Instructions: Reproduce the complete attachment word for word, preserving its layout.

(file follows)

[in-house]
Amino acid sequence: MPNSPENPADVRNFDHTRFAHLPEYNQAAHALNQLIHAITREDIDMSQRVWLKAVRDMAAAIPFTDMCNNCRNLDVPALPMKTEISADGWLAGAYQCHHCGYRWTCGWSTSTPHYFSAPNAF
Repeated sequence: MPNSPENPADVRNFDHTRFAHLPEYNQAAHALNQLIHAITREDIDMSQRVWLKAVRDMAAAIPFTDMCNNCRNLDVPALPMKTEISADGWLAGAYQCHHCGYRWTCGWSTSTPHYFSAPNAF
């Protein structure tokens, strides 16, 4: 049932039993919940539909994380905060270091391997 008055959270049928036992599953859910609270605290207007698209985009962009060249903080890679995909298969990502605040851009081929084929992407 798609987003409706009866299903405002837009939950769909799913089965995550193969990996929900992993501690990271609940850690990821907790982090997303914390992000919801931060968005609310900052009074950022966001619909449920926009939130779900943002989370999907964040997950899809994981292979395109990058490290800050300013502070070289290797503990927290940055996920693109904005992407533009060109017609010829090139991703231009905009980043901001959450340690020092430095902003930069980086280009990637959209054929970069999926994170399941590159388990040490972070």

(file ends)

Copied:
[in-house]
Amino acid sequence: MPNSPENPADVRNFDHTRFAHLPEYNQAAHALNQLIHAITREDIDMSQRVWLKAVRDMAAAIPFTDMCNNCRNLDVPALPMKTEISADGWLAGAYQCHHCGYRWTCGWSTSTPHYFSAPNAF
Repeated sequence: MPNSPENPADVRNFDHTRFAHLPEYNQAAHALNQLIHAITREDIDMSQRVWLKAVRDMAAAIPFTDMCNNCRNLDVPALPMKTEISADGWLAGAYQCHHCGYRWTCGWSTSTPHYFSAPNAF
């Protein structure tokens, strides 16, 4: 049932039993919940539909994380905060270091391997 008055959270049928036992599953859910609270605290207007698209985009962009060249903080890679995909298969990502605040851009081929084929992407 798609987003409706009866299903405002837009939950769909799913089965995550193969990996929900992993501690990271609940850690990821907790982090997303914390992000919801931060968005609310900052009074950022966001619909449920926009939130779900943002989370999907964040997950899809994981292979395109990058490290800050300013502070070289290797503990927290940055996920693109904005992407533009060109017609010829090139991703231009905009980043901001959450340690020092430095902003930069980086280009990637959209054929970069999926994170399941590159388990040490972070």